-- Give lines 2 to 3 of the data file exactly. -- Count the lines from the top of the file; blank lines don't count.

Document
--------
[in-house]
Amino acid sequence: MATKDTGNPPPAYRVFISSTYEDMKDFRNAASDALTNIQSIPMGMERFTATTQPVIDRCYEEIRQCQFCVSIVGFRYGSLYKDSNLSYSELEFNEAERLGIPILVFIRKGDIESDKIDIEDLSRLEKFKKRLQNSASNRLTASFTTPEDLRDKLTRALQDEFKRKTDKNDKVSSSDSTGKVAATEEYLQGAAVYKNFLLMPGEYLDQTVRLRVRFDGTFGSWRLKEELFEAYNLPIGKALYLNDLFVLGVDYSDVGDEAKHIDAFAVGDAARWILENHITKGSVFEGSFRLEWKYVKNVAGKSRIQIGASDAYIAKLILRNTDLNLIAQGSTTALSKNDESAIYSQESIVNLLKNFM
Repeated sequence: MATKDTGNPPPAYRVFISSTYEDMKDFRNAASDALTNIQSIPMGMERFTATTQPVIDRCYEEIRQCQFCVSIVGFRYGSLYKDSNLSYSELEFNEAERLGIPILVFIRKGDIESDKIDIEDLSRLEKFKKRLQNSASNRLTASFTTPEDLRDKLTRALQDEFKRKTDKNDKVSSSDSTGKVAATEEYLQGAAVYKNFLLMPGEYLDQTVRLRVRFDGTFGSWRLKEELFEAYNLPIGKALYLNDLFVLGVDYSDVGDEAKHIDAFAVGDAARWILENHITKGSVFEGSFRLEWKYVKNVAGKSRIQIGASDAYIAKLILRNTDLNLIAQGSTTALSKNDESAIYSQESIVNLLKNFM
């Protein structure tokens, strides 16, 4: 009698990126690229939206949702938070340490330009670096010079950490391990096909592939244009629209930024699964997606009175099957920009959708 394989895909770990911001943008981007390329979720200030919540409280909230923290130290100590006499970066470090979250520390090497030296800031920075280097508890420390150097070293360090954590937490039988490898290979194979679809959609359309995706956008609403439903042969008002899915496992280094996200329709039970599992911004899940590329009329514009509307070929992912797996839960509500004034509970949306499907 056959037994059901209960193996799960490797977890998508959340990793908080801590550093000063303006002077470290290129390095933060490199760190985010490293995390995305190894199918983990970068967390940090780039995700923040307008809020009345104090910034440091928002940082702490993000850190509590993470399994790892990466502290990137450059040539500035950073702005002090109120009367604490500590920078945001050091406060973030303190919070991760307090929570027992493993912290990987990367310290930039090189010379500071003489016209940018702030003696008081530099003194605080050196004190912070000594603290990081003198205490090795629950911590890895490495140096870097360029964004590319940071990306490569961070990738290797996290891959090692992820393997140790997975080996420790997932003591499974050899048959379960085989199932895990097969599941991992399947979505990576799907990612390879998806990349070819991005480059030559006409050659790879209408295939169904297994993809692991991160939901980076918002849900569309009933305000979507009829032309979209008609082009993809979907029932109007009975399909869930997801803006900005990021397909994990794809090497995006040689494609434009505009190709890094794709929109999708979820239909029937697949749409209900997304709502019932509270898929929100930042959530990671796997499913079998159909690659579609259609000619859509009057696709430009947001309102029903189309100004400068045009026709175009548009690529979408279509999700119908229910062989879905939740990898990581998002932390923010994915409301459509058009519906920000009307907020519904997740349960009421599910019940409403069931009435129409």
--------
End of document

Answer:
Amino acid sequence: MATKDTGNPPPAYRVFISSTYEDMKDFRNAASDALTNIQSIPMGMERFTATTQPVIDRCYEEIRQCQFCVSIVGFRYGSLYKDSNLSYSELEFNEAERLGIPILVFIRKGDIESDKIDIEDLSRLEKFKKRLQNSASNRLTASFTTPEDLRDKLTRALQDEFKRKTDKNDKVSSSDSTGKVAATEEYLQGAAVYKNFLLMPGEYLDQTVRLRVRFDGTFGSWRLKEELFEAYNLPIGKALYLNDLFVLGVDYSDVGDEAKHIDAFAVGDAARWILENHITKGSVFEGSFRLEWKYVKNVAGKSRIQIGASDAYIAKLILRNTDLNLIAQGSTTALSKNDESAIYSQESIVNLLKNFM
Repeated sequence: MATKDTGNPPPAYRVFISSTYEDMKDFRNAASDALTNIQSIPMGMERFTATTQPVIDRCYEEIRQCQFCVSIVGFRYGSLYKDSNLSYSELEFNEAERLGIPILVFIRKGDIESDKIDIEDLSRLEKFKKRLQNSASNRLTASFTTPEDLRDKLTRALQDEFKRKTDKNDKVSSSDSTGKVAATEEYLQGAAVYKNFLLMPGEYLDQTVRLRVRFDGTFGSWRLKEELFEAYNLPIGKALYLNDLFVLGVDYSDVGDEAKHIDAFAVGDAARWILENHITKGSVFEGSFRLEWKYVKNVAGKSRIQIGASDAYIAKLILRNTDLNLIAQGSTTALSKNDESAIYSQESIVNLLKNFM